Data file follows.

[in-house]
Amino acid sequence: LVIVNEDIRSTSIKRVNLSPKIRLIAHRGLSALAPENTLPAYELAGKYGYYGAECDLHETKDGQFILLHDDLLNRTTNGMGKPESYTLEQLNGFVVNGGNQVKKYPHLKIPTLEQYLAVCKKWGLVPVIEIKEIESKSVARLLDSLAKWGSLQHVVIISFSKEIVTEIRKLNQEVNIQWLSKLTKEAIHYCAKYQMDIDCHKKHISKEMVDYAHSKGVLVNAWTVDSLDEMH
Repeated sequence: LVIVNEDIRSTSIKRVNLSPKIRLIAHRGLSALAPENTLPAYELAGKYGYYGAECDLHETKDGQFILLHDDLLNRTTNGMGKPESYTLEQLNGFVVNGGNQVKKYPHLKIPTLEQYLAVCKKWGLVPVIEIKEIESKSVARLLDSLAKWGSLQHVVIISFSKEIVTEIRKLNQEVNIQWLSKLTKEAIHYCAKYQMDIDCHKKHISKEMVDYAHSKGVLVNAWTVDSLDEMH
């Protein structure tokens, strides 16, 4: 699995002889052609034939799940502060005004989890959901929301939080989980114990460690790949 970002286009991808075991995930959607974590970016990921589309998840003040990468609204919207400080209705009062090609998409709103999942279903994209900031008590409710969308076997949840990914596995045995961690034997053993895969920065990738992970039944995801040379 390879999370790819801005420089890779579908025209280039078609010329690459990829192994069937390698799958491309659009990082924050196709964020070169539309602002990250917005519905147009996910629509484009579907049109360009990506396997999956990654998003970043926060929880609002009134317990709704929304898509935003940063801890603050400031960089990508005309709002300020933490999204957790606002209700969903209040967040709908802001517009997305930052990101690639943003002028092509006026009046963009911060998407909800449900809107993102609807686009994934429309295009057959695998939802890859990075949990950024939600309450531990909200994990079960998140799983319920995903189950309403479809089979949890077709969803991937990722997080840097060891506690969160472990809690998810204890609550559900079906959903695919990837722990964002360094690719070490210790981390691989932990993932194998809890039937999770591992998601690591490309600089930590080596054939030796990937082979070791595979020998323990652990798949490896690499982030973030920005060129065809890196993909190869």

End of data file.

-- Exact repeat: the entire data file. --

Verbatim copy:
[in-house]
Amino acid sequence: LVIVNEDIRSTSIKRVNLSPKIRLIAHRGLSALAPENTLPAYELAGKYGYYGAECDLHETKDGQFILLHDDLLNRTTNGMGKPESYTLEQLNGFVVNGGNQVKKYPHLKIPTLEQYLAVCKKWGLVPVIEIKEIESKSVARLLDSLAKWGSLQHVVIISFSKEIVTEIRKLNQEVNIQWLSKLTKEAIHYCAKYQMDIDCHKKHISKEMVDYAHSKGVLVNAWTVDSLDEMH
Repeated sequence: LVIVNEDIRSTSIKRVNLSPKIRLIAHRGLSALAPENTLPAYELAGKYGYYGAECDLHETKDGQFILLHDDLLNRTTNGMGKPESYTLEQLNGFVVNGGNQVKKYPHLKIPTLEQYLAVCKKWGLVPVIEIKEIESKSVARLLDSLAKWGSLQHVVIISFSKEIVTEIRKLNQEVNIQWLSKLTKEAIHYCAKYQMDIDCHKKHISKEMVDYAHSKGVLVNAWTVDSLDEMH
């Protein structure tokens, strides 16, 4: 699995002889052609034939799940502060005004989890959901929301939080989980114990460690790949 970002286009991808075991995930959607974590970016990921589309998840003040990468609204919207400080209705009062090609998409709103999942279903994209900031008590409710969308076997949840990914596995045995961690034997053993895969920065990738992970039944995801040379 390879999370790819801005420089890779579908025209280039078609010329690459990829192994069937390698799958491309659009990082924050196709964020070169539309602002990250917005519905147009996910629509484009579907049109360009990506396997999956990654998003970043926060929880609002009134317990709704929304898509935003940063801890603050400031960089990508005309709002300020933490999204957790606002209700969903209040967040709908802001517009997305930052990101690639943003002028092509006026009046963009911060998407909800449900809107993102609807686009994934429309295009057959695998939802890859990075949990950024939600309450531990909200994990079960998140799983319920995903189950309403479809089979949890077709969803991937990722997080840097060891506690969160472990809690998810204890609550559900079906959903695919990837722990964002360094690719070490210790981390691989932990993932194998809890039937999770591992998601690591490309600089930590080596054939030796990937082979070791595979020998323990652990798949490896690499982030973030920005060129065809890196993909190869």